College of Nursing
College Receives Grant to Prepare PhD Nurses
The Medical University of South Carolina (MUSC) College of Nursing is one of only 14 schools of nursing nationwide to be among the first to receive a grant from a new Robert Wood Johnson Foundation (RWJF) program to increase the number of nurses holding a PhD degree. As an inaugural grantee of the Future of Nursing Scholars program, the MUSC College of Nursing will select one student to receive financial support, mentoring, and leadership development over the three years of his/her PhD program.
The Future of Nursing Scholars program is a multi-funder initiative. In addition to RWJF, United Health Foundation, Independence Blue Cross Foundation, Cedars-Sinai Medical Center, and the Rhode Island Foundation are supporting the Future of Nursing Scholars grants to schools of nursing this year. The Future of Nursing Scholars program plans to support up to 100 PhD nursing candidates over its first two years.
“We are thrilled to receive this funding. This support for our PhD students clearly reflects on the Robert Wood Johnson Foundation’s commitment to a well educated nursing workforce,” said Gail Stuart, PhD, RN, FAAN, dean of the MUSC College of Nursing.
Desiree R. Bertrand, MSN, RN, has been selected to receive this grant. Bertrand, a resident of St. Croix, U.S. Virgin Islands, will begin her PhD studies online this fall. She is a veteran of the U.S. Air Force and served as a commissioned officer and a registered nurse for four years. After completing her military commitment, Bertrand worked as a travel nurse for several years. In 2003, she joined the University of the Virgin Islands (UVI) as an assistant professor of nursing. Today, she is a research coordinator and the community engagement/outreach core director at the Caribbean Exploratory Research Center housed in the UVI School of Nursing.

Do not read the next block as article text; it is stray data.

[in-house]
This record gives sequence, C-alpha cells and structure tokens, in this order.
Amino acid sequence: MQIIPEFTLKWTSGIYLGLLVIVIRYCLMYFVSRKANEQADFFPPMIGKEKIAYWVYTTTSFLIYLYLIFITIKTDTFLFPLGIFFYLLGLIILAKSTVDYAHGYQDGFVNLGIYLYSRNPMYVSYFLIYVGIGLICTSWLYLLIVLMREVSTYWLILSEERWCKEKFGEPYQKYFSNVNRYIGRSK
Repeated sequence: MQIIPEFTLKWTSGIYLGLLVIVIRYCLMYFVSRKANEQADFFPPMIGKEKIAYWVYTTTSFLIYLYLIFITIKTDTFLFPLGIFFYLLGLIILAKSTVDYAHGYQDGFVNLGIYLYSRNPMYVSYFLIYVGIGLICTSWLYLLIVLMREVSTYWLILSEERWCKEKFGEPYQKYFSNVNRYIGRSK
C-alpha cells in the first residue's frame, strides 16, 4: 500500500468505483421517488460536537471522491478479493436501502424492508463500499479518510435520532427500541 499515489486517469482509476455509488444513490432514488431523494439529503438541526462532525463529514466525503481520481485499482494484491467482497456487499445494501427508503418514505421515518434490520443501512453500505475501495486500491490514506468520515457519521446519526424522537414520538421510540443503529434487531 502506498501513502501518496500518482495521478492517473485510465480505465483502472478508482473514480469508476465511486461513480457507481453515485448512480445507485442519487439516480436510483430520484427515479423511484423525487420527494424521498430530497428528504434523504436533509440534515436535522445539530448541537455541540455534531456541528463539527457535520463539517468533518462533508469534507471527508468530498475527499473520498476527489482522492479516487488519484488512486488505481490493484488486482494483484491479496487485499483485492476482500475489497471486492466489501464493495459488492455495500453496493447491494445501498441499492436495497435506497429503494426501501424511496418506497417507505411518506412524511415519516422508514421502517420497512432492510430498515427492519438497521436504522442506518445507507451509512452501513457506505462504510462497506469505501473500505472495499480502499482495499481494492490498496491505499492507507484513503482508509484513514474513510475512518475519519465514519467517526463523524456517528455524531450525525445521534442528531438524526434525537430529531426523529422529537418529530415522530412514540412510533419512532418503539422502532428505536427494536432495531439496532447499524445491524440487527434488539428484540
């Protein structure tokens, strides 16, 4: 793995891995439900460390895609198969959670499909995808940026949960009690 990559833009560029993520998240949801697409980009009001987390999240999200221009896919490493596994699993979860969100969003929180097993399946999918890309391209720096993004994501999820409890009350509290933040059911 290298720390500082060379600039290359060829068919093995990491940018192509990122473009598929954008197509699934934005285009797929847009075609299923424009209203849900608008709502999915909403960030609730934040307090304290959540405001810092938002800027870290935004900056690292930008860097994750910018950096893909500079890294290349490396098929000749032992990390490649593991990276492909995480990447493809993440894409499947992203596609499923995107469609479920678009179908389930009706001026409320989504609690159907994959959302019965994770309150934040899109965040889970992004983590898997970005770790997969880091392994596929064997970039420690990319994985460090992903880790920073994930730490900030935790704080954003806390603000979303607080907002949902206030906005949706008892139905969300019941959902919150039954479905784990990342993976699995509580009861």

In its landmark nursing report, the Institute of Medicine recommended that the country double the number of nurses with doctorates; doing so will support more nurse leaders, promote nurse-led science and discovery, and put more educators in place to prepare the next generation of nurses.
Fewer than 30,000 (or 1 percent) of the nation’s more than 3 million nurses have doctoral degrees in nursing or a related field. While enrollment in doctor of nursing practice (DNP) programs has risen dramatically over the past few years, enrollment in PhD programs has been flat. In addition, the average age at which nurses get their PhDs in the U.S. is 46 - 13 years older than PhD earners in other fields. This program will provide an incentive for nurses to start PhD programs earlier, so that they can have long leadership careers after earning their PhDs.
“This is a crucial and ambitious endeavor,” said Susan Hassmiller, PhD, RN, FAAN, co-director of the program and RWJF’s senior adviser for nursing. “It’s one that everyone in our country should be engaged in and that’s why the Robert Wood Johnson Foundation is inviting other funders to participate in this effort. We believe that working together, we can ensure that we are able to educate the PhD-prepared nurse leaders we need to shape the future of health care education, research and policy.”